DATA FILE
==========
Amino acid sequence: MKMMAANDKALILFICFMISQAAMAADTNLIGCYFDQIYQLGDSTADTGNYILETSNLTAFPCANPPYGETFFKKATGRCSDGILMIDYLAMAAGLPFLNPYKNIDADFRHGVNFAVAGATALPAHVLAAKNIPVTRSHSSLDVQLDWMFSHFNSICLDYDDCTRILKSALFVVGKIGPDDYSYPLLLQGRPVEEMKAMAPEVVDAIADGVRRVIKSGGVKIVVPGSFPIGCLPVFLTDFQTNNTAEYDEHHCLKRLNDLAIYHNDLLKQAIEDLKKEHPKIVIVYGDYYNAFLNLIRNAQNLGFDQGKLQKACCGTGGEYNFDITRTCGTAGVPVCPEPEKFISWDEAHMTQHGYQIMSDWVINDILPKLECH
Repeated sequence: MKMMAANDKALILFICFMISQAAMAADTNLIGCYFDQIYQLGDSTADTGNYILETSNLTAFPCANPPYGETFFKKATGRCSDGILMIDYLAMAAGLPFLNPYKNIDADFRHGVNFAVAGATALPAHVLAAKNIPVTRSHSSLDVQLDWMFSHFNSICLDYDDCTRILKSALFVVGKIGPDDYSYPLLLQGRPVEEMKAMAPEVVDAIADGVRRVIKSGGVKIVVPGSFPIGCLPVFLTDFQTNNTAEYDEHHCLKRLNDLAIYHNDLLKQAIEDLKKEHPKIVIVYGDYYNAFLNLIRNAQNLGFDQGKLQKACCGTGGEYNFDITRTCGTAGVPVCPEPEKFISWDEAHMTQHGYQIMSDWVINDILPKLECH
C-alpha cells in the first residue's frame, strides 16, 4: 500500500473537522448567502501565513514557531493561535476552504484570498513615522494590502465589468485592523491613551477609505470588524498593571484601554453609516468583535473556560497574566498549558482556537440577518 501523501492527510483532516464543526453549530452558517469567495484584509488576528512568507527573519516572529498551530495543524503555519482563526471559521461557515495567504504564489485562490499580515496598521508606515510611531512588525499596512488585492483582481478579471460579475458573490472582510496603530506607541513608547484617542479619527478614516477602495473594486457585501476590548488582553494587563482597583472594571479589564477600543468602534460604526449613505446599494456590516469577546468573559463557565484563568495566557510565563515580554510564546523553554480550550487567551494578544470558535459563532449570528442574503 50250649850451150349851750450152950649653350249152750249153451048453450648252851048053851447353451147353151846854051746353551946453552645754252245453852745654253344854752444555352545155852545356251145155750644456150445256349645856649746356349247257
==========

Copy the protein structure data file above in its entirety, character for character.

Amino acid sequence: MKMMAANDKALILFICFMISQAAMAADTNLIGCYFDQIYQLGDSTADTGNYILETSNLTAFPCANPPYGETFFKKATGRCSDGILMIDYLAMAAGLPFLNPYKNIDADFRHGVNFAVAGATALPAHVLAAKNIPVTRSHSSLDVQLDWMFSHFNSICLDYDDCTRILKSALFVVGKIGPDDYSYPLLLQGRPVEEMKAMAPEVVDAIADGVRRVIKSGGVKIVVPGSFPIGCLPVFLTDFQTNNTAEYDEHHCLKRLNDLAIYHNDLLKQAIEDLKKEHPKIVIVYGDYYNAFLNLIRNAQNLGFDQGKLQKACCGTGGEYNFDITRTCGTAGVPVCPEPEKFISWDEAHMTQHGYQIMSDWVINDILPKLECH
Repeated sequence: MKMMAANDKALILFICFMISQAAMAADTNLIGCYFDQIYQLGDSTADTGNYILETSNLTAFPCANPPYGETFFKKATGRCSDGILMIDYLAMAAGLPFLNPYKNIDADFRHGVNFAVAGATALPAHVLAAKNIPVTRSHSSLDVQLDWMFSHFNSICLDYDDCTRILKSALFVVGKIGPDDYSYPLLLQGRPVEEMKAMAPEVVDAIADGVRRVIKSGGVKIVVPGSFPIGCLPVFLTDFQTNNTAEYDEHHCLKRLNDLAIYHNDLLKQAIEDLKKEHPKIVIVYGDYYNAFLNLIRNAQNLGFDQGKLQKACCGTGGEYNFDITRTCGTAGVPVCPEPEKFISWDEAHMTQHGYQIMSDWVINDILPKLECH
C-alpha cells in the first residue's frame, strides 16, 4: 500500500473537522448567502501565513514557531493561535476552504484570498513615522494590502465589468485592523491613551477609505470588524498593571484601554453609516468583535473556560497574566498549558482556537440577518 501523501492527510483532516464543526453549530452558517469567495484584509488576528512568507527573519516572529498551530495543524503555519482563526471559521461557515495567504504564489485562490499580515496598521508606515510611531512588525499596512488585492483582481478579471460579475458573490472582510496603530506607541513608547484617542479619527478614516477602495473594486457585501476590548488582553494587563482597583472594571479589564477600543468602534460604526449613505446599494456590516469577546468573559463557565484563568495566557510565563515580554510564546523553554480550550487567551494578544470558535459563532449570528442574503 50250649850451150349851750450152950649653350249152750249153451048453450648252851048053851447353451147353151846854051746353551946453552645754252245453852745654253344854752444555352545155852545356251145155750644456150445256349645856649746356349247257